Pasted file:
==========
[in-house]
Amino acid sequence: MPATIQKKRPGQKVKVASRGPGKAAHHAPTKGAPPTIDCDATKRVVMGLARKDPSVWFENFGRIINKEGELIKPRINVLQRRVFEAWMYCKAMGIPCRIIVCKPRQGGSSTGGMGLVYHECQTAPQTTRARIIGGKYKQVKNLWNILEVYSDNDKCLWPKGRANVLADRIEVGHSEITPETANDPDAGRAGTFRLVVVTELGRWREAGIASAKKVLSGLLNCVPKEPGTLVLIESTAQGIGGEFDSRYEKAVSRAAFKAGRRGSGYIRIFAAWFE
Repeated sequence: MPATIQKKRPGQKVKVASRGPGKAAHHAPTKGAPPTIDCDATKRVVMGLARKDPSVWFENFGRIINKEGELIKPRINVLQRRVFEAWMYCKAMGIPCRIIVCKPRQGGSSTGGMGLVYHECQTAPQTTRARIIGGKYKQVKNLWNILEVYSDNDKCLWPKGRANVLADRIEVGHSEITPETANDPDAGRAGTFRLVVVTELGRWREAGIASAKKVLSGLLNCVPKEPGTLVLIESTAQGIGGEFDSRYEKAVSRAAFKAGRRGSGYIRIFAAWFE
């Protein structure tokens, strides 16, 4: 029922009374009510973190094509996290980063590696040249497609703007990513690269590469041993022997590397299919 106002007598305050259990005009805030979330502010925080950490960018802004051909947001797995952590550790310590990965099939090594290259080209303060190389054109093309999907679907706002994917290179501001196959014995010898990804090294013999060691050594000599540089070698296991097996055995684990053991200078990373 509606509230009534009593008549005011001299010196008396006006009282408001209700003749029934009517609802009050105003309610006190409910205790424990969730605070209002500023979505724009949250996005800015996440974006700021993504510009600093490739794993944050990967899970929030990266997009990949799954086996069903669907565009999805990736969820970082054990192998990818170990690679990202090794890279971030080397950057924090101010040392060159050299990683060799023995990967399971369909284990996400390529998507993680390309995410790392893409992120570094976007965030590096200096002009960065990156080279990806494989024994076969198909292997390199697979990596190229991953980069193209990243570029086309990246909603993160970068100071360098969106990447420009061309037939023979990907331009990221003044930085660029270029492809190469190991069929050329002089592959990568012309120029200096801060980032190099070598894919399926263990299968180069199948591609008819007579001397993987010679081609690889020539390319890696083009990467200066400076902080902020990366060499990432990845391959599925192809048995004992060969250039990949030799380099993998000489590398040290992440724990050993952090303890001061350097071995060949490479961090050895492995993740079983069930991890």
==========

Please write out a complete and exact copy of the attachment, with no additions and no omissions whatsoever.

[in-house]
Amino acid sequence: MPATIQKKRPGQKVKVASRGPGKAAHHAPTKGAPPTIDCDATKRVVMGLARKDPSVWFENFGRIINKEGELIKPRINVLQRRVFEAWMYCKAMGIPCRIIVCKPRQGGSSTGGMGLVYHECQTAPQTTRARIIGGKYKQVKNLWNILEVYSDNDKCLWPKGRANVLADRIEVGHSEITPETANDPDAGRAGTFRLVVVTELGRWREAGIASAKKVLSGLLNCVPKEPGTLVLIESTAQGIGGEFDSRYEKAVSRAAFKAGRRGSGYIRIFAAWFE
Repeated sequence: MPATIQKKRPGQKVKVASRGPGKAAHHAPTKGAPPTIDCDATKRVVMGLARKDPSVWFENFGRIINKEGELIKPRINVLQRRVFEAWMYCKAMGIPCRIIVCKPRQGGSSTGGMGLVYHECQTAPQTTRARIIGGKYKQVKNLWNILEVYSDNDKCLWPKGRANVLADRIEVGHSEITPETANDPDAGRAGTFRLVVVTELGRWREAGIASAKKVLSGLLNCVPKEPGTLVLIESTAQGIGGEFDSRYEKAVSRAAFKAGRRGSGYIRIFAAWFE
């Protein structure tokens, strides 16, 4: 029922009374009510973190094509996290980063590696040249497609703007990513690269590469041993022997590397299919 106002007598305050259990005009805030979330502010925080950490960018802004051909947001797995952590550790310590990965099939090594290259080209303060190389054109093309999907679907706002994917290179501001196959014995010898990804090294013999060691050594000599540089070698296991097996055995684990053991200078990373 509606509230009534009593008549005011001299010196008396006006009282408001209700003749029934009517609802009050105003309610006190409910205790424990969730605070209002500023979505724009949250996005800015996440974006700021993504510009600093490739794993944050990967899970929030990266997009990949799954086996069903669907565009999805990736969820970082054990192998990818170990690679990202090794890279971030080397950057924090101010040392060159050299990683060799023995990967399971369909284990996400390529998507993680390309995410790392893409992120570094976007965030590096200096002009960065990156080279990806494989024994076969198909292997390199697979990596190229991953980069193209990243570029086309990246909603993160970068100071360098969106990447420009061309037939023979990907331009990221003044930085660029270029492809190469190991069929050329002089592959990568012309120029200096801060980032190099070598894919399926263990299968180069199948591609008819007579001397993987010679081609690889020539390319890696083009990467200066400076902080902020990366060499990432990845391959599925192809048995004992060969250039990949030799380099993998000489590398040290992440724990050993952090303890001061350097071995060949490479961090050895492995993740079983069930991890």